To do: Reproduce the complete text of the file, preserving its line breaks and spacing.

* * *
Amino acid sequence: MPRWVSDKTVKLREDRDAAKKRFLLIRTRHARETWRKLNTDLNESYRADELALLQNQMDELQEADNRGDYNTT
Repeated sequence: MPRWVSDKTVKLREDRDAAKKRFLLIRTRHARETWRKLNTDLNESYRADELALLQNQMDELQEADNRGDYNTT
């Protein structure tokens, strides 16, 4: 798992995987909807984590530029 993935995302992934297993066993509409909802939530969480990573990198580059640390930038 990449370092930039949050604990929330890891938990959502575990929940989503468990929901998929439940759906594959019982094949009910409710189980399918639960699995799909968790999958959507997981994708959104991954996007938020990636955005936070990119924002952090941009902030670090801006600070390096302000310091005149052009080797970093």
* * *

Amino acid sequence: MPRWVSDKTVKLREDRDAAKKRFLLIRTRHARETWRKLNTDLNESYRADELALLQNQMDELQEADNRGDYNTT
Repeated sequence: MPRWVSDKTVKLREDRDAAKKRFLLIRTRHARETWRKLNTDLNESYRADELALLQNQMDELQEADNRGDYNTT
């Protein structure tokens, strides 16, 4: 798992995987909807984590530029 993935995302992934297993066993509409909802939530969480990573990198580059640390930038 990449370092930039949050604990929330890891938990959502575990929940989503468990929901998929439940759906594959019982094949009910409710189980399918639960699995799909968790999958959507997981994708959104991954996007938020990636955005936070990119924002952090941009902030670090801006600070390096302000310091005149052009080797970093």